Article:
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What Swims Beneath

Port Moody, at the end of Burrard Inlet, is a place rich in natural assets. From lush coastal mountains to a beautiful and productive marine waterfront, Port Moody residents have a lot to be proud of!

Port Moody Arm, including Tidal Park and the adjacent upland park area plays a regional role in maintaining the ecological health of Burrard Inlet. Historical records show that the Arm once hosted a variety of interesting fish species, waterfowl and has been a rearing habitat for young salmon. However, today, no one knows for certain what lives under the water of the Arm.

That’s where the “What Swims Beneath” program comes in. Volunteers and researchers have taken stock of all the marine life that lives in the Inlet.

What Swims Beneath is a partnership between Burke Mountain Naturalists, Burrard Inlet Environmental Action Program, Burrard Inlet Marine Enhancement Society, the City of Port Moody, Fisheries and Oceans Canada, Pacific Wildlife Foundation, Port Metro Vancouver, Port Moody Ecological Society, and the Vancouver Aquarium.

Volunteers and researchers from these groups are working together to determine what swims beneath the waters of the Port Moody Arm thanks to funding from Environment Canada’s Environmental Damages Fund. Field sampling has uncovered some well known and elusive species of fish and invertebrates exciting the project partners. Read the final report and see what we found!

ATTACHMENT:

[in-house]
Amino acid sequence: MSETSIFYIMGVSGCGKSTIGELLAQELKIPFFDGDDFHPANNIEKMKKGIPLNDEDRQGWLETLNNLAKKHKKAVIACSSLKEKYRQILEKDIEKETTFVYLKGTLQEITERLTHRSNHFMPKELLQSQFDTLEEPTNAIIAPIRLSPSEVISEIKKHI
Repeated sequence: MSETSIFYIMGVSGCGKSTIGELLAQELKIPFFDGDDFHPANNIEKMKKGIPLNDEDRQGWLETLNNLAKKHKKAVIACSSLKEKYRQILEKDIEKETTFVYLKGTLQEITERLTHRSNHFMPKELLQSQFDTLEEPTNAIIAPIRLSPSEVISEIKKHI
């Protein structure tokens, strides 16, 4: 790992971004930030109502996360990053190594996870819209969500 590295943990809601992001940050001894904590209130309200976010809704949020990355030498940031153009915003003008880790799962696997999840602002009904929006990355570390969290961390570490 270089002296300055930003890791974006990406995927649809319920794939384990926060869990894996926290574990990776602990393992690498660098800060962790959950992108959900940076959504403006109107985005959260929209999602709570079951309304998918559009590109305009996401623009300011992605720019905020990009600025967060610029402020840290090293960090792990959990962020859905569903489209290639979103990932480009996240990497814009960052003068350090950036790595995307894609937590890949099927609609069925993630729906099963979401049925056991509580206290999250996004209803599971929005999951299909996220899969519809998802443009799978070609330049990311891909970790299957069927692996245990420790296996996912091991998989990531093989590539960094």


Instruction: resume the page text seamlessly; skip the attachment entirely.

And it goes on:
Looking for tips on how to protect the Burrard Inlet? Whether you're at homein a park or on the job, use our tips and protect this natural resource.




  staghorn sculpin

A Staghorn Sculpin is just one of the fish living in the Burrard Inlet.  

Additional resources - green

Learn more about the Burrard Inlet here

  • What Swims Beneath project brochure
  • BIEAP stormwater pollution prevention pilot project final report  
  • Biological Survey of Port Moody Arm, 1969 
  • Burrard Inlet Ecological Study, 1972 
  • Canadian Water Quality Guidelines for Aquatic Life  
  • Changes in benthic communities in Vancouver Harbour 
  • Salmonid Migration in Tributaries of Port Moody Arm 


  • Last updated: 19/02/2014 10:40:54 AM